Paul and Julia a Dannock’s Old Beach ho home
SOMETIMES the best statement a house can make is no statement at all. For this Old Beach residence, the focus of creating a subtle relationship with the setting has created a private haven that quietly asserts its presence on the land.
“The house isn’t just an egotistical self- indulgence,” explained Liminal Spaces architect Elvio Brianese, who designed the home.
“This house is about being horizontal, recessive and black so it disappears into the landscape.”
Completed four years ago, Julia and Paul Dannock’s family home showcases design elements which effortlessly work towards efficiency and maximising the beautiful river views.
Made possible by a creative collaboration between the Dannocks, the Liminal Spaces team and Cordwell Lane builders, the waterfront home is within sight of the couple’s previous house.
“The very first house we built was in Old Beach up on the hill and we loved that house and never thought we’d move,” Julia said.
“This land used to be a big paddock and when we saw them subdividing it we bought the block and held on to it for a couple of years.
“What we wanted for the home was an industrial, modernist look.
“We didn’t want a house; we wanted a home that was a piece of art.”
With the sun streaming in from the north and the views in the south, the roof is angled to allow the sun to penetrate the south side living areas.
Polished concrete slab floors create a thermal mass heat sink and a central masonry wall has several key functions – space for the Dannocks’ extensive art collection, creating a privacy buffer and to retain heat.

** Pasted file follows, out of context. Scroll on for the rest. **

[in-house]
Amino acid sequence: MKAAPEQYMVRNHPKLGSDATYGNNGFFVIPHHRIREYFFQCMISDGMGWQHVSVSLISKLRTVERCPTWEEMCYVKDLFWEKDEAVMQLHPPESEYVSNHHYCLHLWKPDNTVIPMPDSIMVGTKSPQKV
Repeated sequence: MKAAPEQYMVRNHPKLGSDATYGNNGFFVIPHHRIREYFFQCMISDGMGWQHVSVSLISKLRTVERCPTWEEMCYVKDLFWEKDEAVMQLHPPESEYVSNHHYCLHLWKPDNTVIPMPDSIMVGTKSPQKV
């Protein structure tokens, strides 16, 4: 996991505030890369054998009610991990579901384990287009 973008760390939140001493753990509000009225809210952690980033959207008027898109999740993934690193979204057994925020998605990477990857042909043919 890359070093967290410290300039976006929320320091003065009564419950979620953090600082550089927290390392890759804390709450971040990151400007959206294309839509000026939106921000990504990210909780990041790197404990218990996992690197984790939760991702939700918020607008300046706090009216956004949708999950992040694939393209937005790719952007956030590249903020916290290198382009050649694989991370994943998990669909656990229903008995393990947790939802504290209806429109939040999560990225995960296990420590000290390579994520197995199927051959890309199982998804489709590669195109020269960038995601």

The home’s connection to the landscape is enhanced by its openness and flow between indoor and outdoor spaces.
Glazed sliding doors on either side of the home can be pushed away to create one big open- plan space.
“What’s special about this house is that it has this outdoor room which enables you to manage the wind and rain,
maximise the sun and live outside which is quite rare, particularly in our Tassie winters,” Elvio said.
What started out as a house for just Paul and Julia soon changed with the arrival of their first child just two weeks after moving in and another two years later.
The three- bedroom home gives the children plenty of safe space to run about while also providing secluded space for Julia and Paul.
The home hasn’t been just built, it has been crafted, as seen in the many details of the home – such as the unique bathrooms, which continue the theme of openness and relation to the land.
The opulent baths are hidden away behind slats, which can be removed, and the adjacent door/ window can be left closed for privacy or opened to create a pool- like atmosphere. “Craftsmanship is a lost art,” Elvio said. “There are a lot of houses that get built but not necessarily designed. Here, we’re celebrating craftsmanship and clever design.
“We can do the architecture and we can set up opportunities but what we were relying on was the partnership with Paul and Julia to give the house soul.”
Very content to settle in their responsive and adaptable home, the idea of living in a “normal” house now seems very foreign, Julia says.
“I cannot imagine living in a house surrounded by walls and curtains now,” she said.
“We just love that feeling that we’re outside all the time.”